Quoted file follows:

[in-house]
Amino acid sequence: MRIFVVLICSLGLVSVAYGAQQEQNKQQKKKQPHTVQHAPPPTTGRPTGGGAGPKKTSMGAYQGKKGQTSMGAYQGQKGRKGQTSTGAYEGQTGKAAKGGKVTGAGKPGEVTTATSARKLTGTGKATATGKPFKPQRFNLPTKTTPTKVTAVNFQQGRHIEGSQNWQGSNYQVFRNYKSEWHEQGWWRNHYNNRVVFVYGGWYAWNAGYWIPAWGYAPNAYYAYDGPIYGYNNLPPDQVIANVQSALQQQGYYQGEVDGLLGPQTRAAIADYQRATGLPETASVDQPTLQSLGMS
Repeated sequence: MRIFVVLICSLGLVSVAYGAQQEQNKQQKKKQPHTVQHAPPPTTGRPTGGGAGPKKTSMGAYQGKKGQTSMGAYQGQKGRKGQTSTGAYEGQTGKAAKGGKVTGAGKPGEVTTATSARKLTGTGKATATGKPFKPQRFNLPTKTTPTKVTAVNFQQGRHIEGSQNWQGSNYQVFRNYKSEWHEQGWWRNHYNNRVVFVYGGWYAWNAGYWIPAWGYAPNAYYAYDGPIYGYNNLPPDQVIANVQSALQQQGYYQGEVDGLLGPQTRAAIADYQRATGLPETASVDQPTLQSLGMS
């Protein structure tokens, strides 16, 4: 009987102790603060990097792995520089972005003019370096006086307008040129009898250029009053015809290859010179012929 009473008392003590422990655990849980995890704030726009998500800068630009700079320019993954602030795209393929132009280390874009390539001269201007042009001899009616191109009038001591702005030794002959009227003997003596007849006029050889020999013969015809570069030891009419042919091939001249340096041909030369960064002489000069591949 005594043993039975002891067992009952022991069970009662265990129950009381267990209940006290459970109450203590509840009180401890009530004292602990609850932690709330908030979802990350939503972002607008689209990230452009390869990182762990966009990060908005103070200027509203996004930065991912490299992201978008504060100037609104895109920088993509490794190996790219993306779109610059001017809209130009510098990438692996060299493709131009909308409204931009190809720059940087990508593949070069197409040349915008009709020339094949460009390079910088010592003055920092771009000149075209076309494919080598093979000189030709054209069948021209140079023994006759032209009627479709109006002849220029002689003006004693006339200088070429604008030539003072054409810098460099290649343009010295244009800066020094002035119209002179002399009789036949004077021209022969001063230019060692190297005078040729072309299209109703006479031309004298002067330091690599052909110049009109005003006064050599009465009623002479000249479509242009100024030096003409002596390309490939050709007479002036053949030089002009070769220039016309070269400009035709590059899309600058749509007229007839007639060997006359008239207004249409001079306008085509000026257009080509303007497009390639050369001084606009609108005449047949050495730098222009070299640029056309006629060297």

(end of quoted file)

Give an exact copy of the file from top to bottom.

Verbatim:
[in-house]
Amino acid sequence: MRIFVVLICSLGLVSVAYGAQQEQNKQQKKKQPHTVQHAPPPTTGRPTGGGAGPKKTSMGAYQGKKGQTSMGAYQGQKGRKGQTSTGAYEGQTGKAAKGGKVTGAGKPGEVTTATSARKLTGTGKATATGKPFKPQRFNLPTKTTPTKVTAVNFQQGRHIEGSQNWQGSNYQVFRNYKSEWHEQGWWRNHYNNRVVFVYGGWYAWNAGYWIPAWGYAPNAYYAYDGPIYGYNNLPPDQVIANVQSALQQQGYYQGEVDGLLGPQTRAAIADYQRATGLPETASVDQPTLQSLGMS
Repeated sequence: MRIFVVLICSLGLVSVAYGAQQEQNKQQKKKQPHTVQHAPPPTTGRPTGGGAGPKKTSMGAYQGKKGQTSMGAYQGQKGRKGQTSTGAYEGQTGKAAKGGKVTGAGKPGEVTTATSARKLTGTGKATATGKPFKPQRFNLPTKTTPTKVTAVNFQQGRHIEGSQNWQGSNYQVFRNYKSEWHEQGWWRNHYNNRVVFVYGGWYAWNAGYWIPAWGYAPNAYYAYDGPIYGYNNLPPDQVIANVQSALQQQGYYQGEVDGLLGPQTRAAIADYQRATGLPETASVDQPTLQSLGMS
């Protein structure tokens, strides 16, 4: 009987102790603060990097792995520089972005003019370096006086307008040129009898250029009053015809290859010179012929 009473008392003590422990655990849980995890704030726009998500800068630009700079320019993954602030795209393929132009280390874009390539001269201007042009001899009616191109009038001591702005030794002959009227003997003596007849006029050889020999013969015809570069030891009419042919091939001249340096041909030369960064002489000069591949 005594043993039975002891067992009952022991069970009662265990129950009381267990209940006290459970109450203590509840009180401890009530004292602990609850932690709330908030979802990350939503972002607008689209990230452009390869990182762990966009990060908005103070200027509203996004930065991912490299992201978008504060100037609104895109920088993509490794190996790219993306779109610059001017809209130009510098990438692996060299493709131009909308409204931009190809720059940087990508593949070069197409040349915008009709020339094949460009390079910088010592003055920092771009000149075209076309494919080598093979000189030709054209069948021209140079023994006759032209009627479709109006002849220029002689003006004693006339200088070429604008030539003072054409810098460099290649343009010295244009800066020094002035119209002179002399009789036949004077021209022969001063230019060692190297005078040729072309299209109703006479031309004298002067330091690599052909110049009109005003006064050599009465009623002479000249479509242009100024030096003409002596390309490939050709007479002036053949030089002009070769220039016309070269400009035709590059899309600058749509007229007839007639060997006359008239207004249409001079306008085509000026257009080509303007497009390639050369001084606009609108005449047949050495730098222009070299640029056309006629060297």